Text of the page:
Lighting : Lighting October 2015 - Vol 35 Issue 5
10 LIGHTING MAGAZINE | October/November 2015 FROM THE EDITOR The theme of this issue is lighting for education and in thinking about the content, I was reminded of the importance of the inverse of the theme; education for lighting. Both lighting for education and education for lighting need attention. Let me take lighting for education first. I think everyone has been in a classroom, lecture theatre, hotel conference centre, town hall or a special hi-tech audio-visual facility where the opportunity of seeing both the speaker and the AV presentation is impossible. I have sat in many, many conferences in darkened rooms where a disembodied voice rambles on to a PowerPoint presentation (packed with text and images too small to read) where the only thing that keeps you awake is watching the laser-pointer’s excursions around and through the audience, hoping that the speaker hadn’t bought an illegally powerful one capable of producing immediate, irreparable retinal damage. Scary stuff! As you read this I will be sitting in a number of such presentations at a number of locations in Asia. “Why is the design so bad?” I always ask myself, knowing full-well why it is. One reason is that the lighting designer may not have been involved in the design until after all the major decisions have been made. Or there may not have been a lighting designer. Or the lighting designer, used to lighting horizontal flat surfaces, assumed that a narrow-beam downlight would be good for lighting the speaker without any spill light onto the screen. We’ve all seen it: the floodlit baldpate and the long shadows of the nose and eyebrows almost reaching the floor. And when the speaker moves out of the beam, she/he disappears with only the lethal laser-pointer giving a clue to location. Now, if the designer understood how to illuminate a speaker so that the person could be seen, no matter where they stand on the podium, that would be a great improvement, especially if it can be achieved without reducing the brightness of projected images. That understanding can come from trial and error, an apprenticeship with a competent designer or from education. Ideally, education also includes the other two inputs. I have intentionally used “understood” and “understand” because if the designer understands the generic problem, the designer will know what is needed to solve specific problems. Understanding is different from knowing; I might know that the colour rendering index (CRI) of a light source is 80 but what are the implications of using that source for a specific application? Unless I understand what the CRI is, I cannot really make an informed decision. In most of the world, education for lighting is mostly non-existent, except for in-house training by some suppliers. Most people undertaking lighting design have no formal lighting education. Some are self-taught, which is great but most people benefit from a guided program of study delivered by people who understand what they are teaching. When I became involved in lighting in the 1970s, Australia had lighting education, delivered through TAFE, in all state capital cities except Hobart. Now, with almost double the population and a more sophisticated society, there is university education only in Sydney and TAFE education in Melbourne and a course in Adelaide. This tragic situation is the result of the neglect of TAFE by state and federal governments, the privatisation of training and the underfunding of universities. The lack of education opportunities around most of Australia is an impediment to the development of the lighting industry at every level. The demand for education isn’t just at the professional level. The supply and manufacturing industry has always supported and used lighting education. I hope you can see that good lighting design for education needs good education for lighting. In fact, all lighting design needs a solid educational base. Warren Julian Editor Lighting for education; education for lighting IGHT MITTING REAMS LED AWAKEN YOUR IMAGINATION LS411COB LS9120 LS9140 LS3080 LS9050 Design. Create. Illuminate. www.lumascape.com LS411COB Features ‘Chip on Board’ technology to deliver powerful illumination and efficacy in a compact package. The high lumen density, combined with the traditional ‘lamp and reflector’ optics package makes the LS411COB ideal for applications requiring wider distribution such as landscape lighting. LS9120 and LS9140 A superior lighting solution for complex architectural projects from floodlighting to wall washing or accent lighting. Available in 50W (LS9140) and 30W (LS9120), these powerful luminaires offer best-in-class performance with exceptional light output at 4600 lumens and 2700 lumens respectively. LS3080 Based on the hugely popular LS343 platform, the LS3080 takes performance to a new level with an industry leading lumen package and high level control resolution in a precision engineered stainless steel housing. LS9050 The linear LED luminaire is available in four fixture lengths and ideally suited for a wide range of façade or surface illumination applications. High performance optics deliver exceptional uniformity across a range of standard color temperatures and beam angles, allowing for generous spacing between fixtures. Available in 15W per section or 24W per section configurations.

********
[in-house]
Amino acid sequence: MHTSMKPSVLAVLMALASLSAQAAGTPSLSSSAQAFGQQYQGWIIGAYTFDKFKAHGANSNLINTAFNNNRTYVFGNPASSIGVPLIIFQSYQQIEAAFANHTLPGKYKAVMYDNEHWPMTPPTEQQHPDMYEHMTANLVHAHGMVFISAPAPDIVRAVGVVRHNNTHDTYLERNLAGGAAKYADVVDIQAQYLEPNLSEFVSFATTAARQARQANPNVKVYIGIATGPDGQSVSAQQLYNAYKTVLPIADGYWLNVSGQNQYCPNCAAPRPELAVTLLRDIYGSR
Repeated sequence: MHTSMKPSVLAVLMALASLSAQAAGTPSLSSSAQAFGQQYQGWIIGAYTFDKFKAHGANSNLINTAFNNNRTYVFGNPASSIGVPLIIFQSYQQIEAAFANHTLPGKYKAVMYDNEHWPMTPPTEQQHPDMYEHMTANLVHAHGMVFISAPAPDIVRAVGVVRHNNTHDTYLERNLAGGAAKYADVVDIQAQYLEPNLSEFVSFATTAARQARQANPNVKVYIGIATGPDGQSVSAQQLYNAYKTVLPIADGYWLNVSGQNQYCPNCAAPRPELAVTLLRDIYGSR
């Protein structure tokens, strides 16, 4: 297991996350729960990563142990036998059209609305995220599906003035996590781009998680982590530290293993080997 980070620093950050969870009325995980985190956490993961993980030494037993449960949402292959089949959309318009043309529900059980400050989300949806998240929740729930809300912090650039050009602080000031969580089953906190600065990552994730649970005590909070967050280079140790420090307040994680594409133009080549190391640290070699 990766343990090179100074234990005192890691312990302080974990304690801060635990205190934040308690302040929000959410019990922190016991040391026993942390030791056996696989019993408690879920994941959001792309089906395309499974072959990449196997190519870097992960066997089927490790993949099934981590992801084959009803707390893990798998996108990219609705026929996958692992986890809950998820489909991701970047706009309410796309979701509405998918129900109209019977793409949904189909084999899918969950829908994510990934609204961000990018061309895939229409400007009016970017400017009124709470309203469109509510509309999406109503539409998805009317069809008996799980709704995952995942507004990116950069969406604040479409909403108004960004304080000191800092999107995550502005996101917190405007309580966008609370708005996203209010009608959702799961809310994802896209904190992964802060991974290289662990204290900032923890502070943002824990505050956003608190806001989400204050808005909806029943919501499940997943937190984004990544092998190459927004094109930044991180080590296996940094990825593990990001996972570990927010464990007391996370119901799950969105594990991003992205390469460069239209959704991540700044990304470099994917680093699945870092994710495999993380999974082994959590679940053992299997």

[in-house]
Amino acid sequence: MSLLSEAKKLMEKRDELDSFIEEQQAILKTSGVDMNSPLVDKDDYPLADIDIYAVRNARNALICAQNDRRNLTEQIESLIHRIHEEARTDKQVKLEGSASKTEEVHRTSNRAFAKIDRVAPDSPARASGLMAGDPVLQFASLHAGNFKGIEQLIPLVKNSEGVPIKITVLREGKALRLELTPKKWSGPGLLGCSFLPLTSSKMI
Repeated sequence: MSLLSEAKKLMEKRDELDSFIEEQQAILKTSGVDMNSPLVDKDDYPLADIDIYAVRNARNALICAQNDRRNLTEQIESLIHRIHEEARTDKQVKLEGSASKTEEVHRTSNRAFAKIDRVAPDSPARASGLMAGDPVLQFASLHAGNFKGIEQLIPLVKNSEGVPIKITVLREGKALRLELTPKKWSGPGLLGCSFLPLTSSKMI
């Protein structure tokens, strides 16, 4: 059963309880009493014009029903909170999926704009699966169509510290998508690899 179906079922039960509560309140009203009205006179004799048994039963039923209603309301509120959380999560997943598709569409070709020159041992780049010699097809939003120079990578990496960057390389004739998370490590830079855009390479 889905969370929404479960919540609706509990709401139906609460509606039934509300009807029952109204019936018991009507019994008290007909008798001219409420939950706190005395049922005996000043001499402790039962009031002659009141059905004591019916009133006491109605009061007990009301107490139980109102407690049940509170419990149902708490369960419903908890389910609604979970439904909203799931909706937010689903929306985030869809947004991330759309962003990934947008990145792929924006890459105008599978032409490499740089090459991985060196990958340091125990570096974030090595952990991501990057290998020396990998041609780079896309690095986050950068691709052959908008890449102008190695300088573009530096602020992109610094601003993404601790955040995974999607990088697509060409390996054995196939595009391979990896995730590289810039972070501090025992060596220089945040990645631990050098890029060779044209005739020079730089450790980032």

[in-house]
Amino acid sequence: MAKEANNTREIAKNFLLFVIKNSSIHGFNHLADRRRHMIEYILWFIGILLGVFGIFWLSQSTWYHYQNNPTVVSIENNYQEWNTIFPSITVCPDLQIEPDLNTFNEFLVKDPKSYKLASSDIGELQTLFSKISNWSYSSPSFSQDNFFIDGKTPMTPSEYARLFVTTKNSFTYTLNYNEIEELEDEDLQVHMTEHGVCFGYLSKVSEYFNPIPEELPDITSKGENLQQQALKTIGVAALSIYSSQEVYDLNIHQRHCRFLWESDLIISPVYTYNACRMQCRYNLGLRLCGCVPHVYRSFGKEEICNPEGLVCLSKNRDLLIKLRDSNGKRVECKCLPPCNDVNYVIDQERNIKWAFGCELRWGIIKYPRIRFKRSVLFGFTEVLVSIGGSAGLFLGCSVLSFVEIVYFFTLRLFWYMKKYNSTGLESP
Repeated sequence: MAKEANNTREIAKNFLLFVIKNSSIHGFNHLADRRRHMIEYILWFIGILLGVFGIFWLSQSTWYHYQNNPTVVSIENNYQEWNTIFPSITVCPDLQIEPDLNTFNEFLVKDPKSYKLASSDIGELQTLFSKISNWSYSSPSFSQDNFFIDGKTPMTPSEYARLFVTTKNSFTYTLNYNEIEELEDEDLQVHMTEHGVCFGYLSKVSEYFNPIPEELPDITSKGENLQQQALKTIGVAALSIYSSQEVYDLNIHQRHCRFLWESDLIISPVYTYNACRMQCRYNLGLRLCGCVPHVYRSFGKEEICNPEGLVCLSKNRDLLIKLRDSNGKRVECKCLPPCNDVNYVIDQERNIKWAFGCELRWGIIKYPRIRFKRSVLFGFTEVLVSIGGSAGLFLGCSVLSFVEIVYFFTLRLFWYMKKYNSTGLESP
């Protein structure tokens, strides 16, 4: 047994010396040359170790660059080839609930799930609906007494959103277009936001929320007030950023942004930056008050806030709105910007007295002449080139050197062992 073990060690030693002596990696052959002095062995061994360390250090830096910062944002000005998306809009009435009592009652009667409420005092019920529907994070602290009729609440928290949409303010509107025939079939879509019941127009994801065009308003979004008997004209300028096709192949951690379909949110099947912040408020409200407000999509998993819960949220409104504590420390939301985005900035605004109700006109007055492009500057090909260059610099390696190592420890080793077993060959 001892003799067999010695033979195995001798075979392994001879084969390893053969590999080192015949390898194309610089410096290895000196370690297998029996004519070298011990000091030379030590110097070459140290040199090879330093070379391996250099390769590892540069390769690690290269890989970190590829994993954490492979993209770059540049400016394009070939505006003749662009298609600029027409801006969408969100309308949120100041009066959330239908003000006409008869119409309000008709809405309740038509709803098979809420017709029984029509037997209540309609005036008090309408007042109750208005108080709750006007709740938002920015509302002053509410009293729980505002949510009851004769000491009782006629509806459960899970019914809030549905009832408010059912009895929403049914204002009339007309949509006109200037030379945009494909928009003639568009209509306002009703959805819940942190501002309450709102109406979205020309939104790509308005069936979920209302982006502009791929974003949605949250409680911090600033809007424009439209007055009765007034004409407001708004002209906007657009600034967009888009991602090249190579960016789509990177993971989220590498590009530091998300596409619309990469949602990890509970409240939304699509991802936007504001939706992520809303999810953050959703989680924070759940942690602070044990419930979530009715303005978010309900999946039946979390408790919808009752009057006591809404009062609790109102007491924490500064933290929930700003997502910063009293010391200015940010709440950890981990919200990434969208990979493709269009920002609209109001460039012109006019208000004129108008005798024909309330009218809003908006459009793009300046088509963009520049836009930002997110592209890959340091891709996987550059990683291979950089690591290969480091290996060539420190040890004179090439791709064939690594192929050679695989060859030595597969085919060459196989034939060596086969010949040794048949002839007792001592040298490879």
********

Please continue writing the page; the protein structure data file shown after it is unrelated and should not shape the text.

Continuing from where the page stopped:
Lighting August 2015 - Vol 35 Issue 4
Lighting December 2015 - Vol 35 Issue 6